On 7th May, 2015, the polls will open for the 2015 General Election, in what has been one of the most painstakingly dissected elections of recent times, primarily as a result of the uncertainty surrounding its outcome and the spectrum of parties that could play a key role. The focus of this edition of Master Investor is, of course, the election, and so it’s only fitting that I incorporate a political twist into this month’s forex piece. Those familiar with my style of trading, however, will be more than aware that allowing politics to influence my view of the currency markets flies in the face of my technical and risk management orientated strategy.
Generally, I approach the currency charts with something of an indignation towards major news releases and geopolitical events. But perhaps indignation is the wrong word. More apt would be to say that I view these fundamental factors as secondary to what price action tells me. It’s not impossible, however, to take a look at how the outcome of the UK election might affect my medium-term directional bias. I have talked about Shinzo Abe, and the implications of his stimulus policy in Japan, and in turn, how this affects my dollar/yen bias in the past, and I will attempt the same here.
First, I want to stress that my bias towards any particular party strictly relates to how I believe that party’s policy might affect the value of sterling versus its major counterparts – it is not reflective of my personal political opinions. However, this is not to say that they may not be aligned!
So, let’s get to it. For me, everything is rooted in uncertainty. The chance of any of the two parties achieving a majority government is almost non-existent, and so there are a number of outcomes we could potentially be faced with, and further, a number of factors that could influence these outcomes.
Polls at the last count had Labour and Conservative with around 31.6% and 33.7% of the vote respectively, accounting for 280 seats for the Tories and 282 seats for Labour.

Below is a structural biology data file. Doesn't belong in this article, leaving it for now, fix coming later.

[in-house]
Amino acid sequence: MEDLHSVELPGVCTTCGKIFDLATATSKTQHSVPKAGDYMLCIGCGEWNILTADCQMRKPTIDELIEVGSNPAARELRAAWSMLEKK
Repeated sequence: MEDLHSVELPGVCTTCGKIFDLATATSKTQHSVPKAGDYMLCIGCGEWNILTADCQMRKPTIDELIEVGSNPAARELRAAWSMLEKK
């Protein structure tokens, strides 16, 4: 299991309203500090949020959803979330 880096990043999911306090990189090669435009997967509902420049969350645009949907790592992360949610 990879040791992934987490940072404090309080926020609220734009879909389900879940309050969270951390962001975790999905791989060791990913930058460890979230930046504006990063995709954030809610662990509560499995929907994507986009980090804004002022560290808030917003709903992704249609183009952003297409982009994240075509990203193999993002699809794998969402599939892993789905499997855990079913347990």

The two most likely outcomes are a Conservative minority government (for me, this is the most likely) and a Labour minority government, both of which would precede a race to scramble together a vote by vote parliamentary alliance needed by each political leader to survive the term. It took just short of a week for the 2010 elections to resolve in a coalition government after Election Day, and if we get something similar (an even more sustained period is looking potentially more likely), uncertainty will be king in the sterling crosses.
Regardless of the outcome, therefore, the policies of the party or parties that take the reins will not – at least in the medium-term – have too much bearing on the value of sterling versus its major counterparts. What will have bearing is the fact that – as a result of the uncertainty – the currency markets will interpret the situation in the UK as unstable, regardless of whether this actually reflects the fundamental situation.
In the currency markets, uncertainty virtually always translates to downside pressure. We saw it with the forming of the coalition in 2010; we saw it when the US government ceased operations a couple of years back; we saw it when a Malaysia airlines plane went down in Ukraine early last year; and we will see it again for the first three weeks of May in the UK.
So, with this said, my overarching bias in cable for at least the first half of May – and likely for a few weeks after – is bearish. This is not to say I will be completely averse to entering a quick counter trend long position if we get the right price action set up, but it will have me keeping a close eye out for any potential downside signals, and help me to define my risk parameters with much more confidence than I might otherwise be afforded.
What are some of the key levels we are approaching in cable that I will be keeping an eye on?
Take a quick look at the chart. The chart shows that – very much against the overarching trend for the year – we have seen some bullish momentum in cable over the past couple of weeks. Pretty much 10 days straight of gains has brought us to trade just ahead of what I deem key long-term resistance around 1.5160. If the uncertainty described in this piece develops into some downside momentum, I will be looking for an initial run towards 1.4600, and for a break of this level to bring 1.4 flat into play longer-term. As always, I’ll be looking for candlestick patterns to dictate my entries and exits; in this situation, primarily bearish pin bars around the key levels outlined.
Now let’s wait and see what happens…